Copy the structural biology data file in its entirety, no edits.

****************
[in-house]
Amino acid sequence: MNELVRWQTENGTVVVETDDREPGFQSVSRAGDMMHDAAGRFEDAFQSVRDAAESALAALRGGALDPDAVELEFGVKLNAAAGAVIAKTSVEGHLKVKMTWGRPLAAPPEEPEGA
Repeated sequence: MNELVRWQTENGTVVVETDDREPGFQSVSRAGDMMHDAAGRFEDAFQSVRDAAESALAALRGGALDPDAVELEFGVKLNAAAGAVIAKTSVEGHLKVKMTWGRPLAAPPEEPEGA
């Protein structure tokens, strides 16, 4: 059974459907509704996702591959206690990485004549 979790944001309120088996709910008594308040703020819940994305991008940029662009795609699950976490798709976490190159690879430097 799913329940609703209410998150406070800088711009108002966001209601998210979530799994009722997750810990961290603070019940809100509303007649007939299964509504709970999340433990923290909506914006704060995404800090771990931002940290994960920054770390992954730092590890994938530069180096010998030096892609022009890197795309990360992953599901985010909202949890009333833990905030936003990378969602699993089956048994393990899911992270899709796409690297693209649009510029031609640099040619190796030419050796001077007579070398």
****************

[in-house]
Amino acid sequence: MNELVRWQTENGTVVVETDDREPGFQSVSRAGDMMHDAAGRFEDAFQSVRDAAESALAALRGGALDPDAVELEFGVKLNAAAGAVIAKTSVEGHLKVKMTWGRPLAAPPEEPEGA
Repeated sequence: MNELVRWQTENGTVVVETDDREPGFQSVSRAGDMMHDAAGRFEDAFQSVRDAAESALAALRGGALDPDAVELEFGVKLNAAAGAVIAKTSVEGHLKVKMTWGRPLAAPPEEPEGA
């Protein structure tokens, strides 16, 4: 059974459907509704996702591959206690990485004549 979790944001309120088996709910008594308040703020819940994305991008940029662009795609699950976490798709976490190159690879430097 799913329940609703209410998150406070800088711009108002966001209601998210979530799994009722997750810990961290603070019940809100509303007649007939299964509504709970999340433990923290909506914006704060995404800090771990931002940290994960920054770390992954730092590890994938530069180096010998030096892609022009890197795309990360992953599901985010909202949890009333833990905030936003990378969602699993089956048994393990899911992270899709796409690297693209649009510029031609640099040619190796030419050796001077007579070398």